• At each stage, there is a buyer and a seller.
In some instances, a company may own more than one stage of the process.
    • This is called vertical integration.
    • For example, a company might grow grapes and also dry those grapes to make raisins and sell them.
Food marketing also can be classified by the stages the product must go through.
    • Commodity marketing—supplying undifferentiated raw material (farm commodities)
    • Industrial marketing—processing the commodities into a basic form, for example wheat into flour.
      • This is purchased by a food processing firm to make the foods we eat.
Reseller marketing—marketing to warehouses.
    • The warehouse buys large shipments from multiple companies.
    • It then breaks the shipments into smaller lots and sends a smaller number of a large variety of items to the retail outlets.
Consumer marketing—supplying customers with mostly branded products.
    • Products that are not branded are generally referred to as store brands or generics.
    • They are just as good nutritionally, although the taste and flavor of generics may not be as consistent as branded products.
Another way of classifying food marketing is from the consumer’s perspective, according to where consumers purchase their food.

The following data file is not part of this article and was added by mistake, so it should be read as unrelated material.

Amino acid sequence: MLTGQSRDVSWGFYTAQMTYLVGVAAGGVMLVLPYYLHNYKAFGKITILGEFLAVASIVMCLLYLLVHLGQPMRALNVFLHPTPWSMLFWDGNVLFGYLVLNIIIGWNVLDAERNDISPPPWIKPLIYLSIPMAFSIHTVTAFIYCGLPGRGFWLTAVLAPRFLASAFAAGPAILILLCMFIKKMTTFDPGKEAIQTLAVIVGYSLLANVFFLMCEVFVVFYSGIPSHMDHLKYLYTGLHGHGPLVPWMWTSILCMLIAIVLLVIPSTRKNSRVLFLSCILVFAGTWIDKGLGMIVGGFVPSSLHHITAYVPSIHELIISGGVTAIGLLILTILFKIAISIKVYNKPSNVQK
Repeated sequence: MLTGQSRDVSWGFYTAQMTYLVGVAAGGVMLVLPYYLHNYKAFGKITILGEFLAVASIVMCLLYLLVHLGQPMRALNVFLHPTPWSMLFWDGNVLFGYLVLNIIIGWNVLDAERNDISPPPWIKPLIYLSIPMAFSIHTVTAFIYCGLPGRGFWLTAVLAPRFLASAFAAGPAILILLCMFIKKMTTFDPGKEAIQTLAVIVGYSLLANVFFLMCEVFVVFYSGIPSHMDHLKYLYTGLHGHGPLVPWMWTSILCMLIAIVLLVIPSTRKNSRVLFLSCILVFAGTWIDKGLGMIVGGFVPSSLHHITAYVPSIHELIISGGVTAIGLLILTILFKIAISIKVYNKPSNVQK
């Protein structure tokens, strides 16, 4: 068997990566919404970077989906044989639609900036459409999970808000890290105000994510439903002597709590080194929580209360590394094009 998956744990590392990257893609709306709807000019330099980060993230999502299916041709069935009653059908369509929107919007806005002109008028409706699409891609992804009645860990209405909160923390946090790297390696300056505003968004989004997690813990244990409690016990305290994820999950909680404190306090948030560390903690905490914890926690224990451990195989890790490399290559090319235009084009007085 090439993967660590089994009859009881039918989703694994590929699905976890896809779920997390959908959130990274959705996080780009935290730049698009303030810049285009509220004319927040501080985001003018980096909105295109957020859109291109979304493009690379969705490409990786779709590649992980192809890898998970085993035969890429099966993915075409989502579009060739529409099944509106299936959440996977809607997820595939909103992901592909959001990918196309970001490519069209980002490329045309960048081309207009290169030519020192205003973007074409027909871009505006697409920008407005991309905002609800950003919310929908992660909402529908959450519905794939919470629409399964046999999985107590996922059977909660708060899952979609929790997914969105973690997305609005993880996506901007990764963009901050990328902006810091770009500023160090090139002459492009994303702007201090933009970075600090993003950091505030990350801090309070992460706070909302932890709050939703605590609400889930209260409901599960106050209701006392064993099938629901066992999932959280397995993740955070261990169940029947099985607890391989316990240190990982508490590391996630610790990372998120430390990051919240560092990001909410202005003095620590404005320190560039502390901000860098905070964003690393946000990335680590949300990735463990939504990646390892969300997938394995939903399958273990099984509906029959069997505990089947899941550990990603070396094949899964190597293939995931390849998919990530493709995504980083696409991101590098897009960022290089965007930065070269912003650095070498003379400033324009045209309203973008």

• The most common is grocery stores or markets.
IV. Marketing of your fruits and nuts should be done before they are harvested.
  • Many factors should be considered in a marketing plan and answering the questions will help you determine your marketing strategy.
  • Talk about the product you are trying to sell.
    • Does your product have any special features such as size, quality, variety, taste, etc. that will benefit the buyer?
Find if there is a demand for your product and determine where the market, or highest demand, for your product is at.
    • Where are your potential customers located?
    • What are the demographic characteristics of potential consumers?
      • What is their age?
      • How much income do they have?
      • How big is their family?
    • What are the behavioral characteristics of potential consumers?
      • What is their lifestyle like?
      • What fruits and nuts will they eat?
The existing market demand must be determined.
    • How many potential buyers are there?
    • How many fruits and nuts do they currently consume?
    • How much do they usually buy in a year?
Some markets might demand specific grades, quality or sizes.
    • This can be determined through face to face conversations or surveys taken of the community.
Will there be any cost for transportation to get your product to the market?
  • Are there any current competitors in the market?
    • What do you have to offer that is better than your competition?
  • What price does the market offer and how volatile is the price?
    • What is the highest price and the lowest price you are likely to receive, and what conditions create these price situations?
  • What is your expected sales volume?
    • What is the minimum and maximum volume of product you believe you could sell in one year?
review summary
  • What is the impact of supply on marketing?
  • What are the 4 P’s of marketing?
  • What are the type of markets for food products.
  • What factors determine a proper marketing strategy?